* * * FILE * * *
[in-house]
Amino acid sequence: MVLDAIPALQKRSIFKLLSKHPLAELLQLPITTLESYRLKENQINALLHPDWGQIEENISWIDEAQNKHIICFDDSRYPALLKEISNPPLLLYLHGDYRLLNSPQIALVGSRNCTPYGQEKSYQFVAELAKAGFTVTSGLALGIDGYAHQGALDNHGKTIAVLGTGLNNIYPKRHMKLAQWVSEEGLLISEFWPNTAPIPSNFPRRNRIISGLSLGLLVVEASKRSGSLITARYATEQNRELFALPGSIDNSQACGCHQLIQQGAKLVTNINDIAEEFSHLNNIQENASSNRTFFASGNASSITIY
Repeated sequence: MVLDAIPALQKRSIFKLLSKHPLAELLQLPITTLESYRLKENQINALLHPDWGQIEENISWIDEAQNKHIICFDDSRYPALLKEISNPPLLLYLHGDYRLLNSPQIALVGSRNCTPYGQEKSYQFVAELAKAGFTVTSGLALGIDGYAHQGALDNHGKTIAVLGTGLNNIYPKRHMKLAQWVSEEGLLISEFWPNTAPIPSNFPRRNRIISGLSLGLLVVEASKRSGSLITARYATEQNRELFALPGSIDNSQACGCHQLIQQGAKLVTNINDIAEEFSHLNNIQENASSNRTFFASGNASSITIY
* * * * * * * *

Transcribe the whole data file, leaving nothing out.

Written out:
[in-house]
Amino acid sequence: MVLDAIPALQKRSIFKLLSKHPLAELLQLPITTLESYRLKENQINALLHPDWGQIEENISWIDEAQNKHIICFDDSRYPALLKEISNPPLLLYLHGDYRLLNSPQIALVGSRNCTPYGQEKSYQFVAELAKAGFTVTSGLALGIDGYAHQGALDNHGKTIAVLGTGLNNIYPKRHMKLAQWVSEEGLLISEFWPNTAPIPSNFPRRNRIISGLSLGLLVVEASKRSGSLITARYATEQNRELFALPGSIDNSQACGCHQLIQQGAKLVTNINDIAEEFSHLNNIQENASSNRTFFASGNASSITIY
Repeated sequence: MVLDAIPALQKRSIFKLLSKHPLAELLQLPITTLESYRLKENQINALLHPDWGQIEENISWIDEAQNKHIICFDDSRYPALLKEISNPPLLLYLHGDYRLLNSPQIALVGSRNCTPYGQEKSYQFVAELAKAGFTVTSGLALGIDGYAHQGALDNHGKTIAVLGTGLNNIYPKRHMKLAQWVSEEGLLISEFWPNTAPIPSNFPRRNRIISGLSLGLLVVEASKRSGSLITARYATEQNRELFALPGSIDNSQACGCHQLIQQGAKLVTNINDIAEEFSHLNNIQENASSNRTFFASGNASSITIY